Walking Healthily with Type 2 Diabetes

by Nicky Jacquiery

If you have type 2 diabetes and you’re unsure whether walking is appropriate and safe for you, I hope I can allay your fears and help convince you that you can go walking. This gentle exercise can be modulated to suit your needs, so it’s the perfect way to stay fit. All you need to do is take a few sensible precautions.

What is type 2 diabetes?

For anyone reading along who does not have diabetes themselves, type 2 diabetes is the most common type. It occurs when your blood glucose level is too high either because the body isn’t producing enough of the hormone insulin or because that insulin isn’t working effectively.

How walking can help

Increasing your activity will help to slow the progress of type 2 diabetes, so finding the right fitness routine is key for controlling the condition.

Walking is recognised as one of the best forms of activity for anyone, which makes it a great contender. It’s easy, not to mention convenient: you can walk anytime and anywhere! You don’t need any specialist equipment and you can go at a pace that’s comfortable for you, building up slowly as and when you want to.

A family sits to admire a forest below.
A walking trail climbs Roseberry Topping.
A couple walk their dog.

Walking also has many other benefits for your diabetes and your overall health, including:

  • Improving your blood glucose levels;
  • Improving your body’s ability to use insulin effectively;
  • Reducing your risk of heart disease and stroke;
  • Lowering your stress levels, making you feel better emotionally;
  • Strengthening your bones, which is increasingly important as we get older;
  • Helping you to lose weight and maintain a healthy weight, especially if you increase the speed of your walks;
  • Walking at a brisk pace burns more calories and increases your heart rate, giving your body a better work out;
  • Helping you to sleep better.

A young woman wanders at her own pace through a field of sheep toward the woodland and hills ahead.

Important precautions to take

1. Talk to your doctor or diabetes team and check that it’s okay for you to start walking as a way of increasing your activity levels. Your doctor or diabetes team will be able to give you advice about how you should manage your diabetes before, during and after your walk.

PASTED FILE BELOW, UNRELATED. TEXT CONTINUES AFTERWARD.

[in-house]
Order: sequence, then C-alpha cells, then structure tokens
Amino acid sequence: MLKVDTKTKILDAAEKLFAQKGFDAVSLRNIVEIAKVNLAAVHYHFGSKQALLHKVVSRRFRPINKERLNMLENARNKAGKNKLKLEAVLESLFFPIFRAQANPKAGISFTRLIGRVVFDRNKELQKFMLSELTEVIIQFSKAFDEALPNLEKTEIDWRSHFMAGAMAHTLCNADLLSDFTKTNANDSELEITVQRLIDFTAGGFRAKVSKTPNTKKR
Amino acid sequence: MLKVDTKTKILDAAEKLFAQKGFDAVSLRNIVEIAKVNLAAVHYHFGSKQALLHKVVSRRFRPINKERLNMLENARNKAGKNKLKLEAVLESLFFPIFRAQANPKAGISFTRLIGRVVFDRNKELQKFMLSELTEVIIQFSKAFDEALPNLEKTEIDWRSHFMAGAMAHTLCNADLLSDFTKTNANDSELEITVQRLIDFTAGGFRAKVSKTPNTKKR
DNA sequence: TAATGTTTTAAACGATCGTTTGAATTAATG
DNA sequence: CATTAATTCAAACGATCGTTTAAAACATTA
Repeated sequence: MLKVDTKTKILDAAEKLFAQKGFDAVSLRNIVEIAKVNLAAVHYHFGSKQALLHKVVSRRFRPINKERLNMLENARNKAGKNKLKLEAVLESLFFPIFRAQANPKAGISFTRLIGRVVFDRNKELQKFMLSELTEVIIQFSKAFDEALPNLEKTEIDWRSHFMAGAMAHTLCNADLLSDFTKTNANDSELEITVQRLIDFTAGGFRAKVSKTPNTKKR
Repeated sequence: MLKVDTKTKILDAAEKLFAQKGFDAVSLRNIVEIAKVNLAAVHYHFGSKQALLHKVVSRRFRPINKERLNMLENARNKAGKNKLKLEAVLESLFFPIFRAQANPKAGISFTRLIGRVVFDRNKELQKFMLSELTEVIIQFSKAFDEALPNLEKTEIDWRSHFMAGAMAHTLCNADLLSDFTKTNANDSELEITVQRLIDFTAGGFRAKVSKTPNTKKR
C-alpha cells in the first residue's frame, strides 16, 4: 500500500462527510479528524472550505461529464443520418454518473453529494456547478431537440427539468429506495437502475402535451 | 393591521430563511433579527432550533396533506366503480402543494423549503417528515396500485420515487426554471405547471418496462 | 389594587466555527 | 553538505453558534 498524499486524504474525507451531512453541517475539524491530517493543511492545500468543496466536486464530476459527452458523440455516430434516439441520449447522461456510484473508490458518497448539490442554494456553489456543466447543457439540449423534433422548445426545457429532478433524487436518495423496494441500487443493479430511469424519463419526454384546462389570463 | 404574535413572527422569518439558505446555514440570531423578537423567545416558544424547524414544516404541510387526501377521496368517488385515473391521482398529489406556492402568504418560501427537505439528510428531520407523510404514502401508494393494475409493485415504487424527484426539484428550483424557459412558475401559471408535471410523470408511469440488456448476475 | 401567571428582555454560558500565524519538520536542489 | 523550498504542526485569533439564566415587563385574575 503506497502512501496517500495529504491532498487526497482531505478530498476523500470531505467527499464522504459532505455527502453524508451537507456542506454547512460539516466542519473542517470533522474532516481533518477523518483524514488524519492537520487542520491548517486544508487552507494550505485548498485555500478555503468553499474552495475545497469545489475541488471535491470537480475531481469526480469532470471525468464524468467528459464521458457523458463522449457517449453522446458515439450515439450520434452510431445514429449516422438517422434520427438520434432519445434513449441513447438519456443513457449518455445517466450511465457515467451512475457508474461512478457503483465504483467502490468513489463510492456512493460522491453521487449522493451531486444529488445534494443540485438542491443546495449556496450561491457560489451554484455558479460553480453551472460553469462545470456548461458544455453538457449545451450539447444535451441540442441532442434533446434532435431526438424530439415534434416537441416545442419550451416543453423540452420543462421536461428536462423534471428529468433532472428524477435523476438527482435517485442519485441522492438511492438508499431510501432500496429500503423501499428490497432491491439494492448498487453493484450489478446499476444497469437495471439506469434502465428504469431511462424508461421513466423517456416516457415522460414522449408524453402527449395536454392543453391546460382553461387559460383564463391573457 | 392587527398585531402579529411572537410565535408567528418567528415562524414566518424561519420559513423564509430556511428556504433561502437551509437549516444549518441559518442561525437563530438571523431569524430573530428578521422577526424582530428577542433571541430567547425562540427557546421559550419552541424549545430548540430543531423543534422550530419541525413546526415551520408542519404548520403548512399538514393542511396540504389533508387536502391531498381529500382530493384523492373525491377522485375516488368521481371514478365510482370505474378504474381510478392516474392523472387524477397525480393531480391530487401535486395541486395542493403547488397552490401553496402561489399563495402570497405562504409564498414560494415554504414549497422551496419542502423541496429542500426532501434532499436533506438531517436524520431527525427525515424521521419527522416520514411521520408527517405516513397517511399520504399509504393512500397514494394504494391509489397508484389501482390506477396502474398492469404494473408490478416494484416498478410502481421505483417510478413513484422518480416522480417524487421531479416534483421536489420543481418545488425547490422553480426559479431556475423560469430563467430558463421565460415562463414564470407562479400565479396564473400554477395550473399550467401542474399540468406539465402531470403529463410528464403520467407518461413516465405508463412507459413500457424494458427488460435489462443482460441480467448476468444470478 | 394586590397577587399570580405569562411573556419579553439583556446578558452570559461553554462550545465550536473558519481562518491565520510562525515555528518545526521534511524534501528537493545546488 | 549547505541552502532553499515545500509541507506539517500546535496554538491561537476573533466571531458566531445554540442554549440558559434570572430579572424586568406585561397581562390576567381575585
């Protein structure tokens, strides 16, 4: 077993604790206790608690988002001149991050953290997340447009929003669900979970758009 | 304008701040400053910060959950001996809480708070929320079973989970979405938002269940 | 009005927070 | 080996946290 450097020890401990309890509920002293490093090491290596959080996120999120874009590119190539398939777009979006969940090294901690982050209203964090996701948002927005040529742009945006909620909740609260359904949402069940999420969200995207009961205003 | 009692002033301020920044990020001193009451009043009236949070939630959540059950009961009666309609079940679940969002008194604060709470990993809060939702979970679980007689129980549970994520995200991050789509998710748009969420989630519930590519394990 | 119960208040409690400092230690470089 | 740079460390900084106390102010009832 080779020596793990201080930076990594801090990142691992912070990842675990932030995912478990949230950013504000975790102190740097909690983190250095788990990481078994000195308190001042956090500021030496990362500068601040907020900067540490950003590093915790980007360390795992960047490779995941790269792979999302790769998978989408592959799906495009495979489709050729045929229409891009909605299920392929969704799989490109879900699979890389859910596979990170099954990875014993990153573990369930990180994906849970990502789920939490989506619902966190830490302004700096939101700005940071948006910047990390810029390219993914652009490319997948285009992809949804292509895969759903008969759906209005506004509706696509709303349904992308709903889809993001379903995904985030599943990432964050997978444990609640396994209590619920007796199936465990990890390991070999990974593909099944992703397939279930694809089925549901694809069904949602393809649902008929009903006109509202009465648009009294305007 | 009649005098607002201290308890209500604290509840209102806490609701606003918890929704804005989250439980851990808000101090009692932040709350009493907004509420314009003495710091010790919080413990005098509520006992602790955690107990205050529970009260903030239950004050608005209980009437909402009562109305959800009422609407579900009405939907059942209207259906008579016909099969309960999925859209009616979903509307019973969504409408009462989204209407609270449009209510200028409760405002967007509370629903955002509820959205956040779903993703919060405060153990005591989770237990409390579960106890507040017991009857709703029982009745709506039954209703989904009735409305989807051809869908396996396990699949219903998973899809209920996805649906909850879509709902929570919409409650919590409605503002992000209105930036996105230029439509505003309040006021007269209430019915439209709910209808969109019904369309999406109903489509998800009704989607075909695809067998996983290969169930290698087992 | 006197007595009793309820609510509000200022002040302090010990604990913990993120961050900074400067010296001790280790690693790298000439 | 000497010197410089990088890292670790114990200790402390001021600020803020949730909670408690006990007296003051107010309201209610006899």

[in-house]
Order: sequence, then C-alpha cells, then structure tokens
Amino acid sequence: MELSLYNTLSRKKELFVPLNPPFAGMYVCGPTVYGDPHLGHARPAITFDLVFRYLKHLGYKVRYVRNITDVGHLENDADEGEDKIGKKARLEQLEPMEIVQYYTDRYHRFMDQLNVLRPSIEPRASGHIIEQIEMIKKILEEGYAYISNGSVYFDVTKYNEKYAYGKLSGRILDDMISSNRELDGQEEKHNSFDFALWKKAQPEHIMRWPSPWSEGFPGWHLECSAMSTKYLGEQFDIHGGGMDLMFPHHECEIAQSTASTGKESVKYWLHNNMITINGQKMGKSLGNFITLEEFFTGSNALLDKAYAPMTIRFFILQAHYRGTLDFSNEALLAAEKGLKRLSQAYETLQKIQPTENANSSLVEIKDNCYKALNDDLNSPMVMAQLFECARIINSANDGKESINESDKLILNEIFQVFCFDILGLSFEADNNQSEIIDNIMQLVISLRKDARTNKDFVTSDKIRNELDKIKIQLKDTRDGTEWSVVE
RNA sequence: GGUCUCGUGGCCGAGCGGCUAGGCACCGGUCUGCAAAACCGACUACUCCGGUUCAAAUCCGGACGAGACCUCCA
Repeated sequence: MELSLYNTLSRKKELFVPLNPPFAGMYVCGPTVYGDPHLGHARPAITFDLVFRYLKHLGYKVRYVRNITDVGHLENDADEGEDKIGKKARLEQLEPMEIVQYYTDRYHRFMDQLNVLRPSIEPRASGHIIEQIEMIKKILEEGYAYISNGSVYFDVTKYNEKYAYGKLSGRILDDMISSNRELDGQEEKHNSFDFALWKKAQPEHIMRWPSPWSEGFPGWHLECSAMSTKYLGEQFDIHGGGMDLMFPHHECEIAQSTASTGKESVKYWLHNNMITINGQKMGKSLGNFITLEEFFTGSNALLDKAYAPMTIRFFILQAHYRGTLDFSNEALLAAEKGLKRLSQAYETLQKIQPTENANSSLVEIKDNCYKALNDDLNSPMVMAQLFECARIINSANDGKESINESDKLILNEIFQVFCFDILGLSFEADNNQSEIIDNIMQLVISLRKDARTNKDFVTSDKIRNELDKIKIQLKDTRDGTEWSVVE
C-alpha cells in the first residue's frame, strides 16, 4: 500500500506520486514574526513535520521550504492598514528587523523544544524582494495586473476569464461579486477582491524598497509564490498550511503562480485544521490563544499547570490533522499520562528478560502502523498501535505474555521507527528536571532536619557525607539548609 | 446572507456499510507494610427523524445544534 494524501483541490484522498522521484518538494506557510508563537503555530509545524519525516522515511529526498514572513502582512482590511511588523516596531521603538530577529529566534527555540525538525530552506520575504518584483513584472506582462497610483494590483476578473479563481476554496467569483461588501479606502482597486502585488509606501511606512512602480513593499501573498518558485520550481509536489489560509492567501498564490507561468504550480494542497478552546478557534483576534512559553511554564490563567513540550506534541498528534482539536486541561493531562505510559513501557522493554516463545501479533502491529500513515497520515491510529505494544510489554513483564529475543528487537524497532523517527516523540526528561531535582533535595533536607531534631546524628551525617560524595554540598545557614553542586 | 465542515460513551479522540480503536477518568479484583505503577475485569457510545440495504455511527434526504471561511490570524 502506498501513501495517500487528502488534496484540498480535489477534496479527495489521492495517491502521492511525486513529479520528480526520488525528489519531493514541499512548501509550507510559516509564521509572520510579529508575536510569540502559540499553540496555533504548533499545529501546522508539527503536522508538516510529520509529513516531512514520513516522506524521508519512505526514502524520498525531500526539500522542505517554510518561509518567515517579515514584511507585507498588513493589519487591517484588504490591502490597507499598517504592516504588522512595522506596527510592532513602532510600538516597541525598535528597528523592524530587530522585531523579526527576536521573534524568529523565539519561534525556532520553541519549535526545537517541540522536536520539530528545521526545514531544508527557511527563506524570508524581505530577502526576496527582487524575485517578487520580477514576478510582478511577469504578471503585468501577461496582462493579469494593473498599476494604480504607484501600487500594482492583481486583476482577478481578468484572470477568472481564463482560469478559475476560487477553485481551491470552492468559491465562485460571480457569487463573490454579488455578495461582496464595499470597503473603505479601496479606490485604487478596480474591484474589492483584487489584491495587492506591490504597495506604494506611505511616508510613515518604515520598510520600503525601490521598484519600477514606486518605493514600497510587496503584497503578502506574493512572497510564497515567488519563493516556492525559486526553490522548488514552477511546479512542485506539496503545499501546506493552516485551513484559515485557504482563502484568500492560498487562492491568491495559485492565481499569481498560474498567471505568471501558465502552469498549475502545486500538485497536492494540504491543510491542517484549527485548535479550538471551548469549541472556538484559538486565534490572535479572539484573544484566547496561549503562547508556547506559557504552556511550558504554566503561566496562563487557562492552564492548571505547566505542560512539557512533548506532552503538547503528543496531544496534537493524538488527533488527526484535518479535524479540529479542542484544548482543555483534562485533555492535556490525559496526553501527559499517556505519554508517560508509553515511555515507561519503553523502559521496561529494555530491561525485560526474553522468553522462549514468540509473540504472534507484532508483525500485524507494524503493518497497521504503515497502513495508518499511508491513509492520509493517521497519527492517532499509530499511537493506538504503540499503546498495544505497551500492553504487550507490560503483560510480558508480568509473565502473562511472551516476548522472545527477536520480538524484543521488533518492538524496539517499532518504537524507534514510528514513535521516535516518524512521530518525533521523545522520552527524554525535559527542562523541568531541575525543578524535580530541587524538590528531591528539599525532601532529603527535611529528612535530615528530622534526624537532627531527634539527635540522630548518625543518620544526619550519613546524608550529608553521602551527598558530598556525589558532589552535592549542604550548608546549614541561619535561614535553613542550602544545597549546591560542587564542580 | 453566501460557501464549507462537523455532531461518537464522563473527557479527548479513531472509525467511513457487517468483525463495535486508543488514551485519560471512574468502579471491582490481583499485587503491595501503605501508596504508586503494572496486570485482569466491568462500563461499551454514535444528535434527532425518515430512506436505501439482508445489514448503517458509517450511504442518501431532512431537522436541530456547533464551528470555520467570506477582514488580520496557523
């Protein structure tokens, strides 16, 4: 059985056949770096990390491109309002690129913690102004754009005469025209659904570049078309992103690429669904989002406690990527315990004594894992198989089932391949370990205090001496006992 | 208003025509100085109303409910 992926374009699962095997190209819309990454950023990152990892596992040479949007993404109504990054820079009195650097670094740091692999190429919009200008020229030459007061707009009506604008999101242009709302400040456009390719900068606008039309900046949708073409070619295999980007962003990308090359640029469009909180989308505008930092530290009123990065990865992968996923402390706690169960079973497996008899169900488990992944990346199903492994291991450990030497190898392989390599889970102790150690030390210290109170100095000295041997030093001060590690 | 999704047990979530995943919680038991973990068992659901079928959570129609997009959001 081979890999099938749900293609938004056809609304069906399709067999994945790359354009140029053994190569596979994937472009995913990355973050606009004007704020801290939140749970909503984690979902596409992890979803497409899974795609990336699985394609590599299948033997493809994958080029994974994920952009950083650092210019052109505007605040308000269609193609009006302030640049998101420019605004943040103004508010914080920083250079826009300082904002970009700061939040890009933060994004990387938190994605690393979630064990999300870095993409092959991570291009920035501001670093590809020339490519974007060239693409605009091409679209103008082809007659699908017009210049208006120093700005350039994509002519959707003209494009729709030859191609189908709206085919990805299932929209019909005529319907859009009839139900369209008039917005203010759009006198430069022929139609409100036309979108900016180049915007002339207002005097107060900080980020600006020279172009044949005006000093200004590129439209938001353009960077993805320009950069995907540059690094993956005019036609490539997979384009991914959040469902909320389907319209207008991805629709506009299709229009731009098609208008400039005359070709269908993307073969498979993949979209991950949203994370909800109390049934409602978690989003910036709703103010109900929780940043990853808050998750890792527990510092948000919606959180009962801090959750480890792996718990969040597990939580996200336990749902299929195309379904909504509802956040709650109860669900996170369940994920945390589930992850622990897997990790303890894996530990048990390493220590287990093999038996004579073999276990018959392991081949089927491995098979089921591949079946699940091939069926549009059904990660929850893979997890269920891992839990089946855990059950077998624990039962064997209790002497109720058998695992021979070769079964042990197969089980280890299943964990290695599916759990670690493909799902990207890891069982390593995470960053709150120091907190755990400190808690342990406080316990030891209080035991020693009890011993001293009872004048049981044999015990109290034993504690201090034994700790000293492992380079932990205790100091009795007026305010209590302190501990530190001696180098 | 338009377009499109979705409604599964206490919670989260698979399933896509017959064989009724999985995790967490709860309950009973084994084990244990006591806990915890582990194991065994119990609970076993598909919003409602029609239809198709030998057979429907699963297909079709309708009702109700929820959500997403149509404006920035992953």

2. Check your blood glucose before you set off on a walk and when you get back. Also check your blood glucose when you’re out if it’s a longer walk. Regularly checking your blood glucose levels will give you an idea of how walking affects your diabetes. Perhaps start with a short walk and monitor your diabetes, and slowly build the length of your hikes over time.

3. If your blood glucose is below a certain level before you start your walk, you may need to consume some carbohydrates before you go. Again, your doctor or diabetes team will be able to advise you.

4. Carry glucose with you in case you have a hypo when you’re out on a walk.

5. Keep some medical ID accessible.

6. Walk with a family member or a friend initially, especially if you’re worried about having a hypo. Knowing there is someone else with you may reduce your fears and encourage you to go out. Do make sure that they know how to recognise a hypo and what to do to treat one.

7. If you go out for a walk by yourself, tell someone where you are going and how long you expect to be out. This should be the standard practice for anyone walking in the countryside alone, and ensures someone will be looking for you in the event something goes wrong.

8. If you don’t have anyone to go out with and you don’t want to walk by yourself, why not try a walking group? There are walks catering for all abilities and you’ll have the reassurance of always being with other people

Although it can be easy to focus on what could potentially go wrong when you’re walking, try and think about the benefits for your diabetes and your overall health. Now that we’re approaching summer, there’s no better time to give it a go!

An older couple walk along a path toward a field of cows, an example of the gentle exercise that can help with diabetes.

Originally published 20/03/18

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